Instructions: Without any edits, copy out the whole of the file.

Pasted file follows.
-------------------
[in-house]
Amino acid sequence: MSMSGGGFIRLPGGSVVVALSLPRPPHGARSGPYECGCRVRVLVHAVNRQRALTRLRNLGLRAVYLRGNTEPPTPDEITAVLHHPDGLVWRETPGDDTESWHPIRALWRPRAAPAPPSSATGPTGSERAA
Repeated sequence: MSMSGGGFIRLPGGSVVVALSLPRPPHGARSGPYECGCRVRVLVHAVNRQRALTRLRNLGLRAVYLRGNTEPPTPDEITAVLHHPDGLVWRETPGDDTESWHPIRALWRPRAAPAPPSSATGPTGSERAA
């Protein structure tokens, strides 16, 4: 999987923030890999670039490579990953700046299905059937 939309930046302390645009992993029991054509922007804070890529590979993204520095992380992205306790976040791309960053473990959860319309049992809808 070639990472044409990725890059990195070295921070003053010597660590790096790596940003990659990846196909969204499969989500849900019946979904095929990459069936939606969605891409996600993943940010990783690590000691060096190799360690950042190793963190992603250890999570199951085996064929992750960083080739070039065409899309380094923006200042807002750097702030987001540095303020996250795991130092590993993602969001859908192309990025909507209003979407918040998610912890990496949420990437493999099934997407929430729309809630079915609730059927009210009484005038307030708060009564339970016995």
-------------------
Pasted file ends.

[in-house]
Amino acid sequence: MSMSGGGFIRLPGGSVVVALSLPRPPHGARSGPYECGCRVRVLVHAVNRQRALTRLRNLGLRAVYLRGNTEPPTPDEITAVLHHPDGLVWRETPGDDTESWHPIRALWRPRAAPAPPSSATGPTGSERAA
Repeated sequence: MSMSGGGFIRLPGGSVVVALSLPRPPHGARSGPYECGCRVRVLVHAVNRQRALTRLRNLGLRAVYLRGNTEPPTPDEITAVLHHPDGLVWRETPGDDTESWHPIRALWRPRAAPAPPSSATGPTGSERAA
């Protein structure tokens, strides 16, 4: 999987923030890999670039490579990953700046299905059937 939309930046302390645009992993029991054509922007804070890529590979993204520095992380992205306790976040791309960053473990959860319309049992809808 070639990472044409990725890059990195070295921070003053010597660590790096790596940003990659990846196909969204499969989500849900019946979904095929990459069936939606969605891409996600993943940010990783690590000691060096190799360690950042190793963190992603250890999570199951085996064929992750960083080739070039065409899309380094923006200042807002750097702030987001540095303020996250795991130092590993993602969001859908192309990025909507209003979407918040998610912890990496949420990437493999099934997407929430729309809630079915609730059927009210009484005038307030708060009564339970016995």